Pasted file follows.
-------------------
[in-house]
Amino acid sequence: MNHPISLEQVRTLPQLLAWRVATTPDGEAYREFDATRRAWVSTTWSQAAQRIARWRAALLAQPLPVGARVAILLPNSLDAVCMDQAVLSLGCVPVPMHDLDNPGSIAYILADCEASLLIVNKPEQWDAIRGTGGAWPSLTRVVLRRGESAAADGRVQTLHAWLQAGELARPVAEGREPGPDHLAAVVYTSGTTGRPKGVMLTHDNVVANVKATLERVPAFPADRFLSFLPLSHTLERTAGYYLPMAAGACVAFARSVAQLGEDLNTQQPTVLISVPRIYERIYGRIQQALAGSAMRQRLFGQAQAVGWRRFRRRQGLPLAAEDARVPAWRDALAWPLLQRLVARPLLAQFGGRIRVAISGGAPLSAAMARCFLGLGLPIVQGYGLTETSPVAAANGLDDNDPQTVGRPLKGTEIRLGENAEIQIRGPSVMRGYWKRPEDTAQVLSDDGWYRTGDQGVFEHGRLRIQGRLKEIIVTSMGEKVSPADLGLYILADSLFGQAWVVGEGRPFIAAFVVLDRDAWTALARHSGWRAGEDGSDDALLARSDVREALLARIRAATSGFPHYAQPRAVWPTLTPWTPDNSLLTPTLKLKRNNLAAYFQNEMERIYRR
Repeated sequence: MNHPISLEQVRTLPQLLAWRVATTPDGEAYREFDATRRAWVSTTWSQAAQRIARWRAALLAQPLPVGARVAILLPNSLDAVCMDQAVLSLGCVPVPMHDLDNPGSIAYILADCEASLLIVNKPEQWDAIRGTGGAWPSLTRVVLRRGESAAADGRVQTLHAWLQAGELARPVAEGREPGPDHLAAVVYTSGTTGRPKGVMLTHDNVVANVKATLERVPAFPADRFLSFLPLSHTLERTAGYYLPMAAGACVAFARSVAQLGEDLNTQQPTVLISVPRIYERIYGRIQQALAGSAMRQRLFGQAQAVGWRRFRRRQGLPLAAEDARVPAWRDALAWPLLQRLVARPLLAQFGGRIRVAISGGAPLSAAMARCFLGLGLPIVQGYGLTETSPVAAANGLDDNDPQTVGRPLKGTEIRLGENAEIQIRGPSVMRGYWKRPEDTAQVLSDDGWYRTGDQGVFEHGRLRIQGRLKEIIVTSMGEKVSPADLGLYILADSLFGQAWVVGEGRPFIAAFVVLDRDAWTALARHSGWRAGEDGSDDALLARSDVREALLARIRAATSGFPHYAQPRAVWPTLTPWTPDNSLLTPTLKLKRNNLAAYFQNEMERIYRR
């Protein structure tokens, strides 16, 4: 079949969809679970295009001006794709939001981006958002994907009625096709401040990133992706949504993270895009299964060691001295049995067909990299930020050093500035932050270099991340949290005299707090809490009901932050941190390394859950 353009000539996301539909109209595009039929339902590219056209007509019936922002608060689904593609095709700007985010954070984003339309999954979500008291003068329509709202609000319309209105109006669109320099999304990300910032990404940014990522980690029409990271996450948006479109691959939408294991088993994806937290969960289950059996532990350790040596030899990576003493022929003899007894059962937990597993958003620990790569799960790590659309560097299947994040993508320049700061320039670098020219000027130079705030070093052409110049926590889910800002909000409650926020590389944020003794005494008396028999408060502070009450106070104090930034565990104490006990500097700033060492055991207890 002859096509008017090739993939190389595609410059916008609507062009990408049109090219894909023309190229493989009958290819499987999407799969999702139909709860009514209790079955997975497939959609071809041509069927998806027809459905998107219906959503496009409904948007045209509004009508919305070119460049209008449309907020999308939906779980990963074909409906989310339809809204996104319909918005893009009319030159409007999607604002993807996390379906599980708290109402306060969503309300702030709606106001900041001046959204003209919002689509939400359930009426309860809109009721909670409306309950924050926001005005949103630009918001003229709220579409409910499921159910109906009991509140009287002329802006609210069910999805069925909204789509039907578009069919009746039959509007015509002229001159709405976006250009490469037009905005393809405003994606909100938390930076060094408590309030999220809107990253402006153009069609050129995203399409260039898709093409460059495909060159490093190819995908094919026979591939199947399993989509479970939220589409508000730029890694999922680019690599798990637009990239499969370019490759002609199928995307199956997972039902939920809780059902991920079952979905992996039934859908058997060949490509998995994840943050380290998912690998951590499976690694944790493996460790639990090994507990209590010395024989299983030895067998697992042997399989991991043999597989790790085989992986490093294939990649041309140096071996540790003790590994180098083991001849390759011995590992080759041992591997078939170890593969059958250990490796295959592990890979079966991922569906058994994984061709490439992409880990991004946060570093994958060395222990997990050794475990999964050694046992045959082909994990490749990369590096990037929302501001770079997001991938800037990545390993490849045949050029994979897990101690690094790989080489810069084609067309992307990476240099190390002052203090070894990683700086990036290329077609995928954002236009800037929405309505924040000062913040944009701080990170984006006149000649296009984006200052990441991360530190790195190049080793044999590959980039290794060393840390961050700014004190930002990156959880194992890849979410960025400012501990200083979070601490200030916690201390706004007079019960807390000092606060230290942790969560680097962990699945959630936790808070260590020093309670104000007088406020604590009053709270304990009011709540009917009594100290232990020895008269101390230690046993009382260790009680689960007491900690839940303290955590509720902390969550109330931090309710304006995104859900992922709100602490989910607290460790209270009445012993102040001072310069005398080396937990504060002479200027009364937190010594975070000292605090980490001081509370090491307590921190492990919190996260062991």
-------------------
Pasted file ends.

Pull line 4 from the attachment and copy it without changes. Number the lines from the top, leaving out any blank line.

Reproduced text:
């Protein structure tokens, strides 16, 4: 079949969809679970295009001006794709939001981006958002994907009625096709401040990133992706949504993270895009299964060691001295049995067909990299930020050093500035932050270099991340949290005299707090809490009901932050941190390394859950 353009000539996301539909109209595009039929339902590219056209007509019936922002608060689904593609095709700007985010954070984003339309999954979500008291003068329509709202609000319309209105109006669109320099999304990300910032990404940014990522980690029409990271996450948006479109691959939408294991088993994806937290969960289950059996532990350790040596030899990576003493022929003899007894059962937990597993958003620990790569799960790590659309560097299947994040993508320049700061320039670098020219000027130079705030070093052409110049926590889910800002909000409650926020590389944020003794005494008396028999408060502070009450106070104090930034565990104490006990500097700033060492055991207890 002859096509008017090739993939190389595609410059916008609507062009990408049109090219894909023309190229493989009958290819499987999407799969999702139909709860009514209790079955997975497939959609071809041509069927998806027809459905998107219906959503496009409904948007045209509004009508919305070119460049209008449309907020999308939906779980990963074909409906989310339809809204996104319909918005893009009319030159409007999607604002993807996390379906599980708290109402306060969503309300702030709606106001900041001046959204003209919002689509939400359930009426309860809109009721909670409306309950924050926001005005949103630009918001003229709220579409409910499921159910109906009991509140009287002329802006609210069910999805069925909204789509039907578009069919009746039959509007015509002229001159709405976006250009490469037009905005393809405003994606909100938390930076060094408590309030999220809107990253402006153009069609050129995203399409260039898709093409460059495909060159490093190819995908094919026979591939199947399993989509479970939220589409508000730029890694999922680019690599798990637009990239499969370019490759002609199928995307199956997972039902939920809780059902991920079952979905992996039934859908058997060949490509998995994840943050380290998912690998951590499976690694944790493996460790639990090994507990209590010395024989299983030895067998697992042997399989991991043999597989790790085989992986490093294939990649041309140096071996540790003790590994180098083991001849390759011995590992080759041992591997078939170890593969059958250990490796295959592990890979079966991922569906058994994984061709490439992409880990991004946060570093994958060395222990997990050794475990999964050694046992045959082909994990490749990369590096990037929302501001770079997001991938800037990545390993490849045949050029994979897990101690690094790989080489810069084609067309992307990476240099190390002052203090070894990683700086990036290329077609995928954002236009800037929405309505924040000062913040944009701080990170984006006149000649296009984006200052990441991360530190790195190049080793044999590959980039290794060393840390961050700014004190930002990156959880194992890849979410960025400012501990200083979070601490200030916690201390706004007079019960807390000092606060230290942790969560680097962990699945959630936790808070260590020093309670104000007088406020604590009053709270304990009011709540009917009594100290232990020895008269101390230690046993009382260790009680689960007491900690839940303290955590509720902390969550109330931090309710304006995104859900992922709100602490989910607290460790209270009445012993102040001072310069005398080396937990504060002479200027009364937190010594975070000292605090980490001081509370090491307590921190492990919190996260062991």